Solstices and seasonsDec 22nd, 2006 | By Ian Poulton | Category: Personal Columns
The solstice marked the beginning of winter in the scheme of things taught at
I liked the way the year was knocked into such an orderly shape. The bit about solstices moving from one day to another was troublesome – if you couldn’t rely on the earth and the sun to be in the right place at the right time, what could you rely on? Generally, though, the idea of seasons bounded by precise astronomical moments was pleasing. The main problem with our year was the weather – it could be blazing sunshine in early June when it was meant to be still spring; and returning to school at the beginning of September when the leaves were turning and there was a chill in the air created no sense of there still being three weeks of summer left.
Discovering the Celtic year caused a blurring of the seasons’ boundaries. Everything moved forward. The year ended at Halloween, a custom that still persists with the payment of land rents in some places, the bonfires on 31st October were to drive away the evil spirits in the coming year. Spring began on 1st February with Saint Brigid’s Day; summer came at May Day; and autumn came with Lughnasa. Being Celtic, it wouldn’t be as precise as that – hot August days don’t seem very autumnal and the beginning of November was also a harvest festival, but having four quarters fits neatly with the desire of the Anglo-Saxon mind to rationalise everything.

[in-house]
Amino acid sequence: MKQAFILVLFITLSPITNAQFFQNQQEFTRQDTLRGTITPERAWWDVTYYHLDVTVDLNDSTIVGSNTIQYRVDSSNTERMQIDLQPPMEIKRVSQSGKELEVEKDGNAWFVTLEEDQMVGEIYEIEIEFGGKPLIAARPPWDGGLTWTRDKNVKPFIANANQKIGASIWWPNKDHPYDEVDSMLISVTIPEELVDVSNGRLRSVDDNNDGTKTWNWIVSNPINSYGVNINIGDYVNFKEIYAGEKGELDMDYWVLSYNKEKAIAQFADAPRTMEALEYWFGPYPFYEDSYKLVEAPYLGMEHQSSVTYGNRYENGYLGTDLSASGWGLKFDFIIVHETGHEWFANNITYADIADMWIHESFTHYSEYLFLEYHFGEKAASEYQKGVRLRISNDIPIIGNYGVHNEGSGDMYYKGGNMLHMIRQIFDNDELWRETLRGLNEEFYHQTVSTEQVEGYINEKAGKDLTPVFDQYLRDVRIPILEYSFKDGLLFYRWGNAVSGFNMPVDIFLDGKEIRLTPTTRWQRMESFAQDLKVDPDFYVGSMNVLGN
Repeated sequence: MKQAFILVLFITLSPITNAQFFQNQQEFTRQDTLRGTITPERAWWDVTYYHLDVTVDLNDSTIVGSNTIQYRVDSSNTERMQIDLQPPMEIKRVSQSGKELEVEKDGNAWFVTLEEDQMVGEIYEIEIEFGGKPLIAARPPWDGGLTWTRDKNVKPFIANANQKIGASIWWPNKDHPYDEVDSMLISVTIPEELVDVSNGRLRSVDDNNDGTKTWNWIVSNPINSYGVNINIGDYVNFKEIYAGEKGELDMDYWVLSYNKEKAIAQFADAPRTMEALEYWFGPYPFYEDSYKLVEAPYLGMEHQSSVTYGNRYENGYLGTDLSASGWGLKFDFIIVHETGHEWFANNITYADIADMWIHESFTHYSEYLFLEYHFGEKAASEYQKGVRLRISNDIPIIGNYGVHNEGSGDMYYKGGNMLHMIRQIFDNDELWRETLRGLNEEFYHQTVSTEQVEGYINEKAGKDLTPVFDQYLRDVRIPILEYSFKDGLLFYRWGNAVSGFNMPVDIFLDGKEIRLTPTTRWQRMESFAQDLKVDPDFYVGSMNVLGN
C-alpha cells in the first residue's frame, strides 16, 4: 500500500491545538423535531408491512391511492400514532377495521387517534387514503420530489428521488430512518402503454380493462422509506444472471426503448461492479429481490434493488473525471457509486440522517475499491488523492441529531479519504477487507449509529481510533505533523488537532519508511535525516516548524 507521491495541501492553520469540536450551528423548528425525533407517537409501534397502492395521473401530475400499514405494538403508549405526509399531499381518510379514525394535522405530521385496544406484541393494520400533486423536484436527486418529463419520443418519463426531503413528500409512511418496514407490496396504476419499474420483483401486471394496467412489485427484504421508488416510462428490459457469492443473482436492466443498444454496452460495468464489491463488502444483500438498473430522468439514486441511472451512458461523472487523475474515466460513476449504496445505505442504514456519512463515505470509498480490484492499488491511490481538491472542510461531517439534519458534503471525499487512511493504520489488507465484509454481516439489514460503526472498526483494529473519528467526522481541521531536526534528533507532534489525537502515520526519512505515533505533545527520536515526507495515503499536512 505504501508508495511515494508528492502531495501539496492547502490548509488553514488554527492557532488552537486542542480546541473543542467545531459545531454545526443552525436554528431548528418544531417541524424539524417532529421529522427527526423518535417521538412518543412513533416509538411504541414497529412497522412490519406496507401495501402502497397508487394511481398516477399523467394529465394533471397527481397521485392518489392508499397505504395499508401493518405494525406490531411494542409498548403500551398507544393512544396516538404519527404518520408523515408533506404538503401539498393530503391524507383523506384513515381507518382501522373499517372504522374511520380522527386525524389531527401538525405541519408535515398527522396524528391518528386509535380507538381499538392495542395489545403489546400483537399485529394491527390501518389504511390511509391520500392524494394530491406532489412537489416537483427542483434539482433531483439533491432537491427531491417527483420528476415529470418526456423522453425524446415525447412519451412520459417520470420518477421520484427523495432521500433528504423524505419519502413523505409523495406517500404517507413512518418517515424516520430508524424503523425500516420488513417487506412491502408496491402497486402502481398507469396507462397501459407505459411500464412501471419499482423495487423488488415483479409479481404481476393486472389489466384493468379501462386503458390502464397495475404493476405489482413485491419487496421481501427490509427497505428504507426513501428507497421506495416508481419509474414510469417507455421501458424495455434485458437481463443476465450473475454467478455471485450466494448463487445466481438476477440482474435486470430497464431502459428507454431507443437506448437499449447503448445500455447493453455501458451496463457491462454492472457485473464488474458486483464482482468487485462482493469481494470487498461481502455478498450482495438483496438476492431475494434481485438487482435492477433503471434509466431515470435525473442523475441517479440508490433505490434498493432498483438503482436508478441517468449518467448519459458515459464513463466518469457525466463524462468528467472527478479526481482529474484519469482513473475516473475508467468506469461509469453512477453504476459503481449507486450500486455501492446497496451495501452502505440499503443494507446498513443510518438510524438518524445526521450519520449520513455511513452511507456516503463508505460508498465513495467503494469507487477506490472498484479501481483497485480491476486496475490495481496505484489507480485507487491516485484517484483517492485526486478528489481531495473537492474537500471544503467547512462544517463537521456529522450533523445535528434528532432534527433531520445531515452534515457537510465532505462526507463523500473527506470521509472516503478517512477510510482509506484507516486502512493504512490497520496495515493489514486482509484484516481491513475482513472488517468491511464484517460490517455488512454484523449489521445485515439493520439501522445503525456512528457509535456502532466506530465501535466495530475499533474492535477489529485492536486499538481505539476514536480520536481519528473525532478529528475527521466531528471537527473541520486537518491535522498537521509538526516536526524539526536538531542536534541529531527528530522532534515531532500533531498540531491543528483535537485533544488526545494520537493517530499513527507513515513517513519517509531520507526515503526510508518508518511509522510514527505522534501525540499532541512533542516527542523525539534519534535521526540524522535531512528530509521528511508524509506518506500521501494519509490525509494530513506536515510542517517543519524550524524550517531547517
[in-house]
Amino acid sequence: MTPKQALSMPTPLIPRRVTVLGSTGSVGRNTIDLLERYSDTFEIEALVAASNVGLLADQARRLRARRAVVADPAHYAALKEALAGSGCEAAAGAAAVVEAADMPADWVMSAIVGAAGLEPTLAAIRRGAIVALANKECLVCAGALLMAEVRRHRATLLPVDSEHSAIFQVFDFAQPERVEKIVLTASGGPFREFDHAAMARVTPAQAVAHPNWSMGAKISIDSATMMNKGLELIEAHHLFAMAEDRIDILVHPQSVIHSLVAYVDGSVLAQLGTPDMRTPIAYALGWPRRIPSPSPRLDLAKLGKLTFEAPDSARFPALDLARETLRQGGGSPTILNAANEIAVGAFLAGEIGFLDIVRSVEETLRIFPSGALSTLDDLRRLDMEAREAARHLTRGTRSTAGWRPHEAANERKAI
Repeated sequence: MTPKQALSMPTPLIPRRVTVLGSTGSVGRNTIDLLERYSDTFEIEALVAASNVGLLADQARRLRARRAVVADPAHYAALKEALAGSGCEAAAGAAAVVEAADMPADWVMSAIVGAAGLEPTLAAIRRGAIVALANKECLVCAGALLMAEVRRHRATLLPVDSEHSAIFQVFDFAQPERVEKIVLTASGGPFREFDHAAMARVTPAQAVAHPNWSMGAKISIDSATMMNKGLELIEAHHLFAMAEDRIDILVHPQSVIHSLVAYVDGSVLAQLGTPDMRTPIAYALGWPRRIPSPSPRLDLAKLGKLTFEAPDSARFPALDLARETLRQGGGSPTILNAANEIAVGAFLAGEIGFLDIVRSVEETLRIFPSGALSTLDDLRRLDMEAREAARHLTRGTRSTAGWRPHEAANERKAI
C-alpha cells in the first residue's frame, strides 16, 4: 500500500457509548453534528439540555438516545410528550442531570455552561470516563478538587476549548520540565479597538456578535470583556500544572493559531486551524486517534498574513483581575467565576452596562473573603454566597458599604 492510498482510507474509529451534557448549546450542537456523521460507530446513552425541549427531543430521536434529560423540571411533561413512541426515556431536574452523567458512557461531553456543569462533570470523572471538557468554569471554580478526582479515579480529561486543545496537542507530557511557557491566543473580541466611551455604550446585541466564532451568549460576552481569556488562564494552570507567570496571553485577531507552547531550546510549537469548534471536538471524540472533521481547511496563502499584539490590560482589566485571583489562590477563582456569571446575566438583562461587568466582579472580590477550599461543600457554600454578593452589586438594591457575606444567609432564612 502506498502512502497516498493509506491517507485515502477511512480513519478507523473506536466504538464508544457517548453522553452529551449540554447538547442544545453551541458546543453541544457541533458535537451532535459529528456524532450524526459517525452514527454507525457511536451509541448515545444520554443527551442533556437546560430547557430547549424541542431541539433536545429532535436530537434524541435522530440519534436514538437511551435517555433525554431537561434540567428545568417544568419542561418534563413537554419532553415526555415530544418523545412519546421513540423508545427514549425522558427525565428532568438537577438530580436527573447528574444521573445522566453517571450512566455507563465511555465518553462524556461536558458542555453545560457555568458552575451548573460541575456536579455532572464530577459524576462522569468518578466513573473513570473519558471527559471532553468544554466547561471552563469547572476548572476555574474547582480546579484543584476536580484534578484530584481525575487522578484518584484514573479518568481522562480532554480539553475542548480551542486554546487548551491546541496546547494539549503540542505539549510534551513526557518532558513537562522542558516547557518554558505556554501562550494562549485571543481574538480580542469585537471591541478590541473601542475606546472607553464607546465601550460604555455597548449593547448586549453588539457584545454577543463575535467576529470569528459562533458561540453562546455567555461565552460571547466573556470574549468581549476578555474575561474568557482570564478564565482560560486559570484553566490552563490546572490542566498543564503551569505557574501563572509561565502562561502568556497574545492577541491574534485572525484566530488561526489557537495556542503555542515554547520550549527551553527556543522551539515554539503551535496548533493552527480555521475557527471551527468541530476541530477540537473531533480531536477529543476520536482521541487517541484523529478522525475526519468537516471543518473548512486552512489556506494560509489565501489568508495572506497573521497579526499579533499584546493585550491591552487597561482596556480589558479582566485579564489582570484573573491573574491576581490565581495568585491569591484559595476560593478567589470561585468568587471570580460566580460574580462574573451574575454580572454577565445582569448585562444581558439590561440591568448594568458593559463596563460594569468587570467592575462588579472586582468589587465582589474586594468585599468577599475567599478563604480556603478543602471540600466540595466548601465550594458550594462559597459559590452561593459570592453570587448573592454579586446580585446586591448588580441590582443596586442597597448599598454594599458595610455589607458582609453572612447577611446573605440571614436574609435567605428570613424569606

Met Eireann, the Irish weather service, have another system using the calendar months: winter is December to February, spring from March to May, summer June to August; and autumn September to November. Children in National Schools find themselves being taught about Saint Brigid and spring beginning on 1st February, only to have the weatherman say it’s a month later.
The seasons don’t conform to human boundaries; snowdrop shoots break the ground here in November while snow is not unknown in early May. Seasons themselves are a human attempt to classify the movement and forces of nature. As in the Lord’s conversations with Job, there are things beyond our comprehension and control – long may it remain so.